## Sum of Two Squares

Theorem: Every prime $$p = 1 \pmod{4}$$ is a sum of two squares.

Proof: Let $$p = 4 m + 1$$. By Wilson’s Theorem, $$n = (2 m)!$$ is a square root of -1 modulo $$p$$. (Alternatively, if $$g$$ is a primitive root of $$\mathbb{Z}_p^*$$ we may take $$n = g^m$$.)

Thus $$p | n^2 + 1 = (n + i)(n - i)$$. Therefore $$p$$ is not irreducible in $$\mathbb{Z}[i]$$, because it does not divide either factor.

Or is it? We overlooked a detail: how do we know primes and irreducibles are the same thing in $$\mathbb{Z}[i]$$?

We answer this by showing $$\mathbb{Z}[i]$$ is euclidean with respect to the norm $$N(x+y i ) = x^2 + y^2$$. That is, for any $$a,b \in \mathbb{Z}[i]$$ and $$b$$ nonzero, we find $$q,r \in \mathbb{Z}[i]$$ with $$a = b q + r$$ and $$N(r) \lt N(b)$$.

We find $$q$$ with $$N(a / b - q) \lt 1$$ via a geometric argument. The gaussian integers form a lattice, and $$a / b$$ lies within norm 1 of at least one of the points on this lattice, and we can take any of them to be $$q$$.

Thus $$\mathbb{Z}[i]$$ is euclidean and hence a UFD, so all irreducibles are prime.

Now we’re sure $$p$$ is reducible, namely $$p = (a+b i)(c + d i)$$ for nonunits $$a + b i, c + d i$$. Taking norms gives $$p^2 = (a^2 + b^2)(c^2 + d^2)$$. Since neither factor of $$p$$ has norm 1, we conclude that $$p = a^2 + b^2 = c^2 + d^2∎$$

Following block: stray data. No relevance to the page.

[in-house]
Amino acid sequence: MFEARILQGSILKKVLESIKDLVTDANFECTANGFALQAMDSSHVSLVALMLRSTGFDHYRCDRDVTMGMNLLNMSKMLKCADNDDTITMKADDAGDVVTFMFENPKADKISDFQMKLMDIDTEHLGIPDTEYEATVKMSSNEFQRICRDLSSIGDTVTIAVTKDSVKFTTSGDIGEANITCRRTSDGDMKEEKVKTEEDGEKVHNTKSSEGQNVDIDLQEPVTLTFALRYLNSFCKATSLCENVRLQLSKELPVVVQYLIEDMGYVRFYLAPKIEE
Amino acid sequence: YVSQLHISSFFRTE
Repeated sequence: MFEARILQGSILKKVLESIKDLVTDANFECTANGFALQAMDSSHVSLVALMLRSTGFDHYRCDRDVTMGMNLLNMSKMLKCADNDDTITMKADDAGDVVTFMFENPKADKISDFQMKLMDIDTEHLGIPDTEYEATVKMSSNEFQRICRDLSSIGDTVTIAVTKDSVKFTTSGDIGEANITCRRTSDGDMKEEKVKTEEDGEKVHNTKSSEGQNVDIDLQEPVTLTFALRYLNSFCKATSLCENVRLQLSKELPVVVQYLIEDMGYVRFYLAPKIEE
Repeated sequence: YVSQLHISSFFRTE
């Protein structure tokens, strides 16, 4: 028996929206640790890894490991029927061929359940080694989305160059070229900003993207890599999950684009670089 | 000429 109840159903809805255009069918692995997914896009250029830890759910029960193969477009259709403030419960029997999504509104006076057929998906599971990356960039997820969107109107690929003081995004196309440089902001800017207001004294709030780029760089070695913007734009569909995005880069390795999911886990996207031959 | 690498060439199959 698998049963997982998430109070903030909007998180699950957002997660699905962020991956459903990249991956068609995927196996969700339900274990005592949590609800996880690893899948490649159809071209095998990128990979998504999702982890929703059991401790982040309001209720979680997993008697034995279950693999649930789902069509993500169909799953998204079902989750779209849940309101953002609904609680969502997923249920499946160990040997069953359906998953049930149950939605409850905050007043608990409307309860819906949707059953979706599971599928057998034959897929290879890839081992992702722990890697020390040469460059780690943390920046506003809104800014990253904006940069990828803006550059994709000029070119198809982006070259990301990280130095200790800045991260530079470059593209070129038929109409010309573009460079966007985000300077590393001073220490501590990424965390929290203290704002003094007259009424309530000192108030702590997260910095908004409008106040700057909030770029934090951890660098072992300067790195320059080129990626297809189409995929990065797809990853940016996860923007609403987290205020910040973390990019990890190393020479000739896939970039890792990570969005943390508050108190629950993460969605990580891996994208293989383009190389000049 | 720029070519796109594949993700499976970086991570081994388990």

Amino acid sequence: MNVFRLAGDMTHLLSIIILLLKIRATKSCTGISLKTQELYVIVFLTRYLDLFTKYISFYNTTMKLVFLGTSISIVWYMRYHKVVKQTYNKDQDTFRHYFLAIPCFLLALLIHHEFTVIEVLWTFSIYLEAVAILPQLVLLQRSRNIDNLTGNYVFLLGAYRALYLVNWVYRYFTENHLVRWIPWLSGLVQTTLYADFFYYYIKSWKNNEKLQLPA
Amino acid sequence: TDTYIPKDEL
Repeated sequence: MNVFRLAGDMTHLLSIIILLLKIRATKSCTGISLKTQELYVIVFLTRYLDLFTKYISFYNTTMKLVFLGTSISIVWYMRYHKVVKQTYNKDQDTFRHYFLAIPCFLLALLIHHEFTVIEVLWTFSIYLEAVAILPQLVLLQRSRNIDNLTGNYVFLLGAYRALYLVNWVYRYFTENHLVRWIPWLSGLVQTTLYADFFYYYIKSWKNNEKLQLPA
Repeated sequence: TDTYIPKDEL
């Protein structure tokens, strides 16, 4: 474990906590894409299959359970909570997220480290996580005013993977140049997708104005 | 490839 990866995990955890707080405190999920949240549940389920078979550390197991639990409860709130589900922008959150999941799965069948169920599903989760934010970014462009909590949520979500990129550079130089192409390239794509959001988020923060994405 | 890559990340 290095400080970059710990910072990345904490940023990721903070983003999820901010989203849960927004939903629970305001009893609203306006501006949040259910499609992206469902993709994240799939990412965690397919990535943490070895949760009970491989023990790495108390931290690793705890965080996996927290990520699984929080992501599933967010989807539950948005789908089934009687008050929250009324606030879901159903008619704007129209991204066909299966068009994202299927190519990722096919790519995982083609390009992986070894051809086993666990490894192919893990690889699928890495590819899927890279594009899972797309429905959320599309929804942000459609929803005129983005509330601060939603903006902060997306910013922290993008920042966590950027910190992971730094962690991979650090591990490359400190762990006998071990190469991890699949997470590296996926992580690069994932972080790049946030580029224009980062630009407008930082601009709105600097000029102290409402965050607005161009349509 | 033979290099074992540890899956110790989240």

Armed with this result, we can now easily describe the units and primes of $$\mathbb{Z}[i]$$. The units are simply $$\pm 1, \pm i$$, by considering elements of norm 1. As for the primes, if $$p = 3 \pmod{4}$$ is a prime in $$\mathbb{Z}[i]$$ then it is also prime in $$\mathbb{Z}[i]$$ since in this case $$p$$ cannot be the sum of two squares. Also if $$a^2 + b^2$$ is prime, then $$a + b i$$ is also a prime.

We claim there are no other primes. To see this, let $$\pi = a + b i$$ be some prime in $$\mathbb{Z}[i]$$. Then $$N(\pi) = p_1 p_2 ... p_k$$ for some primes $$p_i$$ in $$\mathbb{Z}$$. This implies $$\pi | p$$ for some prime $$p$$ in $$\mathbb{Z}$$, and hence $$N(\pi) = p$$ or $$N(\pi) = p^2$$. In the first case we have $$a^2 + b^2 = p$$, and in the second, we see that $$p / \pi$$ is an integer of norm 1 implying that $$\pi$$ is an associate of $$p$$. In the latter case, we must have $$p = 3 \pmod{4}$$ otherwise it would contradict what we proved above.

We can also show that a positive integer is the sum of two squares if and only if it has the form $$a^2 b$$ where $$b$$ is squarefree and no prime factors equal to 3 modulo 4. This follows from the algebraic identity $$(a^2 + b^2)(c^2 + d^2) = (a d - b c)^2 + (a c + b d)^2$$, and the fact that the existence of nontrivial solutions of $$x^2 + y^2 = 0 \bmod p$$ implies we can find a square root of -1 modulo $$p$$, which is impossible if $$p = 3 \bmod 4$$.

Ben Lynn blynn@cs.stanford.edu 💡